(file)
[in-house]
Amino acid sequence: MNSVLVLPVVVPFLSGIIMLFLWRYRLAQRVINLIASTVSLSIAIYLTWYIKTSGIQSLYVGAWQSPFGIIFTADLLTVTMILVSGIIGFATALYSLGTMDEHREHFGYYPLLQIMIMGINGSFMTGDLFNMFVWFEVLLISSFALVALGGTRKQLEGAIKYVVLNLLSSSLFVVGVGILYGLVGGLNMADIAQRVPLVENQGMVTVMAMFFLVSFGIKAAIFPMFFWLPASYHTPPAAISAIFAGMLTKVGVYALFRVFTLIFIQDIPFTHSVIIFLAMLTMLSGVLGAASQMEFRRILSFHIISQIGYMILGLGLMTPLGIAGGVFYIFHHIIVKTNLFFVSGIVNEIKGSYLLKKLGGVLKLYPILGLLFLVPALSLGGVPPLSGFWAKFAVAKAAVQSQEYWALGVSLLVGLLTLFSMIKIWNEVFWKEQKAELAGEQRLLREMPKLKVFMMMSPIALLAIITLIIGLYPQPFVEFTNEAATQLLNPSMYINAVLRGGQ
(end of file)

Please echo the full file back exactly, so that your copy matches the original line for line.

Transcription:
[in-house]
Amino acid sequence: MNSVLVLPVVVPFLSGIIMLFLWRYRLAQRVINLIASTVSLSIAIYLTWYIKTSGIQSLYVGAWQSPFGIIFTADLLTVTMILVSGIIGFATALYSLGTMDEHREHFGYYPLLQIMIMGINGSFMTGDLFNMFVWFEVLLISSFALVALGGTRKQLEGAIKYVVLNLLSSSLFVVGVGILYGLVGGLNMADIAQRVPLVENQGMVTVMAMFFLVSFGIKAAIFPMFFWLPASYHTPPAAISAIFAGMLTKVGVYALFRVFTLIFIQDIPFTHSVIIFLAMLTMLSGVLGAASQMEFRRILSFHIISQIGYMILGLGLMTPLGIAGGVFYIFHHIIVKTNLFFVSGIVNEIKGSYLLKKLGGVLKLYPILGLLFLVPALSLGGVPPLSGFWAKFAVAKAAVQSQEYWALGVSLLVGLLTLFSMIKIWNEVFWKEQKAELAGEQRLLREMPKLKVFMMMSPIALLAIITLIIGLYPQPFVEFTNEAATQLLNPSMYINAVLRGGQ